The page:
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Mar 21, 2002

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vol. 23, no. 6

Canada: will it become the 51st state?
Globe and Mail, March 16

The immediate crisis that grew from Sept. 11 attacks has passed, but the Bush administration is still at war with terrorism and preoccupied with border safety. More and more forward-thinking Canadians have begun to look at the border and wonder, if it causes so many problems and can so easily become an economic bottleneck, do we really need it? Some say the free flow of labour, for example, would benefit workers on both sides of the border. “More labour mobility enhances efficiency and income growth,” says Richard Harris, an economics professor who has studied the implications of a single labour market for the federal government. “The benefit to Canada is the benefit of specialization. You can't think in terms of one country anymore. It's simply not big enough.”

Population growth shifts country's fabric
Canadian Press, March 12

To gaze back a hundred years to Canada at the edge of the 20th century is to see a strange country in which the shape of today is dimly visible. As Statistics Canada begins to release the findings of the 2001 census, a glance back to 1900 reveals an alien nation. Socially, the Canada of 1901 would be unrecognizable, suggests Allen Seager, of the centre for Canadian studies at SFU. People probably had as many multiple marriages as they do today, but they were caused by death, not divorce. “There was a good chance of either John or Jane Canuck losing a spouse and finding another,” says Seager. Most Canadians of today would likely be shocked by the way parents of the time kept a stern eye on dating teens. “Parental supervision of courtship was almost ubiquitous among the middle class and the respectable layer, as it was called, of the working classes and certainly the respectable classes on the farm,” Seager says.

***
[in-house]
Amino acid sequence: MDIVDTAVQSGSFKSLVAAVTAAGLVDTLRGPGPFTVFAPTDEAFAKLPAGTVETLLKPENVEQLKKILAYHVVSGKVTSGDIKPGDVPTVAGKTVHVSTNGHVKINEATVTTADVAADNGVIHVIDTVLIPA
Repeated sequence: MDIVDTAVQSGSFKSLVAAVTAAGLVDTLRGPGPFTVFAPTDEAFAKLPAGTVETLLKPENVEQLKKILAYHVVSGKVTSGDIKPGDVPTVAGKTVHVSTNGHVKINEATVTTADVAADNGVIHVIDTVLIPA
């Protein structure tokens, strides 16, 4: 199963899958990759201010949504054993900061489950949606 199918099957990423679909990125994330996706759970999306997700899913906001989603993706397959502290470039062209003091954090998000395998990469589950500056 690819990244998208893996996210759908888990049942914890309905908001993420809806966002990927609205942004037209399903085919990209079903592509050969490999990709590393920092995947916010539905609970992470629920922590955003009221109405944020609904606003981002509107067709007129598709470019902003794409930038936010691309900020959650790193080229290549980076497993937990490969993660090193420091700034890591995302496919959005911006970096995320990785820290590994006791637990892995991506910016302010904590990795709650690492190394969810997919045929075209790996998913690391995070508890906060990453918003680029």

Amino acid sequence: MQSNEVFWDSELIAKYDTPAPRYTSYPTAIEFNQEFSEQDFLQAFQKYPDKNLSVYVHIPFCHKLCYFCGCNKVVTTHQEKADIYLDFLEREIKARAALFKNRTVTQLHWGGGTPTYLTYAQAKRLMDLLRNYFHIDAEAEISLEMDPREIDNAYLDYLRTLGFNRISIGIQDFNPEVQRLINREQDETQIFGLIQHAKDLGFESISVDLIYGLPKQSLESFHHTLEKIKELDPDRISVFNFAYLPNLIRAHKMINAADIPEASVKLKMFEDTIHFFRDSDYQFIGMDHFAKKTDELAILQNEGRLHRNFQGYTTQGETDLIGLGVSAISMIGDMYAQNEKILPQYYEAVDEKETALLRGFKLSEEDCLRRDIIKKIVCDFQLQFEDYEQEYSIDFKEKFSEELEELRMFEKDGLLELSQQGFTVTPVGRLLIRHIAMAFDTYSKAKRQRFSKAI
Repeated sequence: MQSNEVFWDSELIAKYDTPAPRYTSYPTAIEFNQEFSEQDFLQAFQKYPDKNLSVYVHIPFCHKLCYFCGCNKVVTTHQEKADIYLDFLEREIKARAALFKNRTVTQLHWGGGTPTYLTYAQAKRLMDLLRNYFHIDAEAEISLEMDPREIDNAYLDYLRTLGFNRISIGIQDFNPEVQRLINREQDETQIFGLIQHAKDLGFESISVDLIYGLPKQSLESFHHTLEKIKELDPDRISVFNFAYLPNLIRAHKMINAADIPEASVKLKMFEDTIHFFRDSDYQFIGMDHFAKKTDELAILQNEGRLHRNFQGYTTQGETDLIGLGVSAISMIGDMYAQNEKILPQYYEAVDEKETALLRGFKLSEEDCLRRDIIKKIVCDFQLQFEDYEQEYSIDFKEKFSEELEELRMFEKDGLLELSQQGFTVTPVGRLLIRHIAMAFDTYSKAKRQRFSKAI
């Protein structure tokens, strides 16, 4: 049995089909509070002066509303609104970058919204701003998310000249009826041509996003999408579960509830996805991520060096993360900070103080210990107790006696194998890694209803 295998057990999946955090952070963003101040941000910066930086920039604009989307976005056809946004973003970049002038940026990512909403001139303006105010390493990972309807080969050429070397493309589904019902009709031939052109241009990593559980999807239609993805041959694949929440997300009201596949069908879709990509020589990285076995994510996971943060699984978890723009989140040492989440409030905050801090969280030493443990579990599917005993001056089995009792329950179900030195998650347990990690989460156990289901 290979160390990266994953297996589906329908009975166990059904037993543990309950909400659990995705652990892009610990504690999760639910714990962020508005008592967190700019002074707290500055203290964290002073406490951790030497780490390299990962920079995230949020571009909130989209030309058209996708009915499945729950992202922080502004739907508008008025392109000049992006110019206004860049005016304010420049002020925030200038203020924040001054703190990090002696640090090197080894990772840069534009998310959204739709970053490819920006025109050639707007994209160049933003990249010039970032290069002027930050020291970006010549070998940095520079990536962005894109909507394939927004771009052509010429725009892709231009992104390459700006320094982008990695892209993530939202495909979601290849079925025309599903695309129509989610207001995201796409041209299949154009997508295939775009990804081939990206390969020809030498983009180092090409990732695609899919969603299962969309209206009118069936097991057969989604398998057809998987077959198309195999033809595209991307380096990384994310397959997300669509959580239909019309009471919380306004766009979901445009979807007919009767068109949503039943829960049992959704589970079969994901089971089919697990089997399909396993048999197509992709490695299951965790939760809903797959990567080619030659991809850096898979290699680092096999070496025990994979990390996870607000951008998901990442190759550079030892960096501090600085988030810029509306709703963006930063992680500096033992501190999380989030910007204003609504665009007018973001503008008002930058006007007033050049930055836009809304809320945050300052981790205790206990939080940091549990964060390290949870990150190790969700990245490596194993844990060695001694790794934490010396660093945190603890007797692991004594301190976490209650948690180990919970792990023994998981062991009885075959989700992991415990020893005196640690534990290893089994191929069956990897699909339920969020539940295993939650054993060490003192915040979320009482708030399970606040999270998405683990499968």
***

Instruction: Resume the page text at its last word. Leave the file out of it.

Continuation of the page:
Target Bullying
CTV News, March 11

Bullying is an all too-common problem across the country. SFU criminologist Ray Corrado doesn't think it's such a good idea to lock up youths who bully others. “It just doesn't work,” says Corrado. “We've done research on over 700 seriously violent young offenders in our prison systems. These young people don't understand punishment the way adults do. They are impulsive, they are frightened, they are ignorant of certain values in how to behave.” Corrado says a lot of young bullies lack verbal abilities, and instead of talking and thinking their way out of situations, they respond with violence. “So, it's one thing to say, ‘does punishment give you a sense of justice?' I think it does. Does it solve the problem? Absolutely not.”

City unlikely to gain from redistribution
Vancouver Sun, March 9

British Columbians living in densely populated urban areas will have another reason to feel stressed as Elections Canada kicks off another costly and time-consuming process to redistribute House of Commons seats. As a result, areas such as Vancouver, Port Moody and Surrey will remain under-represented in Parliament. Surrey Central is typical of the ridings swarming with new residents, according to Russell Williams, a graduate student who is studying Canada's redistribution laws at SFU. He says newcomers are predominantly ethnic minorities who go to urban areas where there are family contacts, access to jobs, and some cultural familiarity. “So while farmers in Saskatchewan are protected and in effect over-represented, visible-minority Canadians living in and around major cities are electorally disadvantaged.”















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